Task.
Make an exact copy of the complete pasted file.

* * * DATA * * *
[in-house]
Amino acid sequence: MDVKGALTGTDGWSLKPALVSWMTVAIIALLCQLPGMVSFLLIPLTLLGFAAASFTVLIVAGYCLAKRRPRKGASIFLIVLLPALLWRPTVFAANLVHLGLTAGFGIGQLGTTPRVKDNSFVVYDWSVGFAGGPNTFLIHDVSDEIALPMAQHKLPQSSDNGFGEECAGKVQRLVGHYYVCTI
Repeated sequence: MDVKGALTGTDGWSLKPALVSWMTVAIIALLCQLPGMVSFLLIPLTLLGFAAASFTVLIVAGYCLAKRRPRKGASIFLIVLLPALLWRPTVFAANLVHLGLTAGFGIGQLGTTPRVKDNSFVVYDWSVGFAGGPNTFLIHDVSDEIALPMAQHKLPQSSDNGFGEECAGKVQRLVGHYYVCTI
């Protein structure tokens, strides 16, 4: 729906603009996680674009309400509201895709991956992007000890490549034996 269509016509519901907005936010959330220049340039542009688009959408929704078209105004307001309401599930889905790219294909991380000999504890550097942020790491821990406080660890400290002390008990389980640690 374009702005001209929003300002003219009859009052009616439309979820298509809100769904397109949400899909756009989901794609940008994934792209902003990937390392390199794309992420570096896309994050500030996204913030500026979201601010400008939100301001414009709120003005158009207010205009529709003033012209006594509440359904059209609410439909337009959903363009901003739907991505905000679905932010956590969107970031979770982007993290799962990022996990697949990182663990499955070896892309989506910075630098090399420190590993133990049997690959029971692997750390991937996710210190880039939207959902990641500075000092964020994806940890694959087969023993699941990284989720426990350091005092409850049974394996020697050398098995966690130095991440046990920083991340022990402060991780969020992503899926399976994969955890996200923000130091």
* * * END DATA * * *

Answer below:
[in-house]
Amino acid sequence: MDVKGALTGTDGWSLKPALVSWMTVAIIALLCQLPGMVSFLLIPLTLLGFAAASFTVLIVAGYCLAKRRPRKGASIFLIVLLPALLWRPTVFAANLVHLGLTAGFGIGQLGTTPRVKDNSFVVYDWSVGFAGGPNTFLIHDVSDEIALPMAQHKLPQSSDNGFGEECAGKVQRLVGHYYVCTI
Repeated sequence: MDVKGALTGTDGWSLKPALVSWMTVAIIALLCQLPGMVSFLLIPLTLLGFAAASFTVLIVAGYCLAKRRPRKGASIFLIVLLPALLWRPTVFAANLVHLGLTAGFGIGQLGTTPRVKDNSFVVYDWSVGFAGGPNTFLIHDVSDEIALPMAQHKLPQSSDNGFGEECAGKVQRLVGHYYVCTI
């Protein structure tokens, strides 16, 4: 729906603009996680674009309400509201895709991956992007000890490549034996 269509016509519901907005936010959330220049340039542009688009959408929704078209105004307001309401599930889905790219294909991380000999504890550097942020790491821990406080660890400290002390008990389980640690 374009702005001209929003300002003219009859009052009616439309979820298509809100769904397109949400899909756009989901794609940008994934792209902003990937390392390199794309992420570096896309994050500030996204913030500026979201601010400008939100301001414009709120003005158009207010205009529709003033012209006594509440359904059209609410439909337009959903363009901003739907991505905000679905932010956590969107970031979770982007993290799962990022996990697949990182663990499955070896892309989506910075630098090399420190590993133990049997690959029971692997750390991937996710210190880039939207959902990641500075000092964020994806940890694959087969023993699941990284989720426990350091005092409850049974394996020697050398098995966690130095991440046990920083991340022990402060991780969020992503899926399976994969955890996200923000130091």